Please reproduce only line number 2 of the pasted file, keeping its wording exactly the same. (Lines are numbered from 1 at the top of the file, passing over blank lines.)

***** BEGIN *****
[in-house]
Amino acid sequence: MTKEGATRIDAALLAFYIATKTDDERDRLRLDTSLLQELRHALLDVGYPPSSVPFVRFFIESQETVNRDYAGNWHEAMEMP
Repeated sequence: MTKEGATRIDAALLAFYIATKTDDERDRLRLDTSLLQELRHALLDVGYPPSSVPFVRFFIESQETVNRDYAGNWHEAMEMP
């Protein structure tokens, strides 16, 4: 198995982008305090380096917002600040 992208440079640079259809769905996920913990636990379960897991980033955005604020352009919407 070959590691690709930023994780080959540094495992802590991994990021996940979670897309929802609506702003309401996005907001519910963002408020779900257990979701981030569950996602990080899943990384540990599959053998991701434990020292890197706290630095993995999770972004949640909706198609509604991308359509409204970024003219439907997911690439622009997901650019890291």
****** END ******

Amino acid sequence: MTKEGATRIDAALLAFYIATKTDDERDRLRLDTSLLQELRHALLDVGYPPSSVPFVRFFIESQETVNRDYAGNWHEAMEMP